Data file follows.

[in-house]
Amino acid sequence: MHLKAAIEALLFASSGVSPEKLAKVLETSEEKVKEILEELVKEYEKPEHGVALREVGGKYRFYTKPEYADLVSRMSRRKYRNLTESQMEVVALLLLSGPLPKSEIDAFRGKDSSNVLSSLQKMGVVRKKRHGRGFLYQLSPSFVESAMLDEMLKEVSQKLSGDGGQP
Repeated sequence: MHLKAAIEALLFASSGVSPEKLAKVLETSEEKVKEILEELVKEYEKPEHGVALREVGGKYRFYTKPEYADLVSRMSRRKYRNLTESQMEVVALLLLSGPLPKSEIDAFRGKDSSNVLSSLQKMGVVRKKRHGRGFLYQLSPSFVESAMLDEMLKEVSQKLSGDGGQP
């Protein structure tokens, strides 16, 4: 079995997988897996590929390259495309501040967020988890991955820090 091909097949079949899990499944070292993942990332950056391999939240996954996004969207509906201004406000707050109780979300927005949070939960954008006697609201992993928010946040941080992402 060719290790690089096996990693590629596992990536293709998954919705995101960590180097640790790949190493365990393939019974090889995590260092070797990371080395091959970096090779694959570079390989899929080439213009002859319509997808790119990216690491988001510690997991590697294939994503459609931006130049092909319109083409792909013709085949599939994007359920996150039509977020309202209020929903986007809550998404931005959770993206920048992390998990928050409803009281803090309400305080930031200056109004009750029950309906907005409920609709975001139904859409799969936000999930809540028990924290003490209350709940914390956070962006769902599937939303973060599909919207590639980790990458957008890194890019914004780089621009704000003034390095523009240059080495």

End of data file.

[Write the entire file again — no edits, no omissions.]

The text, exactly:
[in-house]
Amino acid sequence: MHLKAAIEALLFASSGVSPEKLAKVLETSEEKVKEILEELVKEYEKPEHGVALREVGGKYRFYTKPEYADLVSRMSRRKYRNLTESQMEVVALLLLSGPLPKSEIDAFRGKDSSNVLSSLQKMGVVRKKRHGRGFLYQLSPSFVESAMLDEMLKEVSQKLSGDGGQP
Repeated sequence: MHLKAAIEALLFASSGVSPEKLAKVLETSEEKVKEILEELVKEYEKPEHGVALREVGGKYRFYTKPEYADLVSRMSRRKYRNLTESQMEVVALLLLSGPLPKSEIDAFRGKDSSNVLSSLQKMGVVRKKRHGRGFLYQLSPSFVESAMLDEMLKEVSQKLSGDGGQP
């Protein structure tokens, strides 16, 4: 079995997988897996590929390259495309501040967020988890991955820090 091909097949079949899990499944070292993942990332950056391999939240996954996004969207509906201004406000707050109780979300927005949070939960954008006697609201992993928010946040941080992402 060719290790690089096996990693590629596992990536293709998954919705995101960590180097640790790949190493365990393939019974090889995590260092070797990371080395091959970096090779694959570079390989899929080439213009002859319509997808790119990216690491988001510690997991590697294939994503459609931006130049092909319109083409792909013709085949599939994007359920996150039509977020309202209020929903986007809550998404931005959770993206920048992390998990928050409803009281803090309400305080930031200056109004009750029950309906907005409920609709975001139904859409799969936000999930809540028990924290003490209350709940914390956070962006769902599937939303973060599909919207590639980790990458957008890194890019914004780089621009704000003034390095523009240059080495």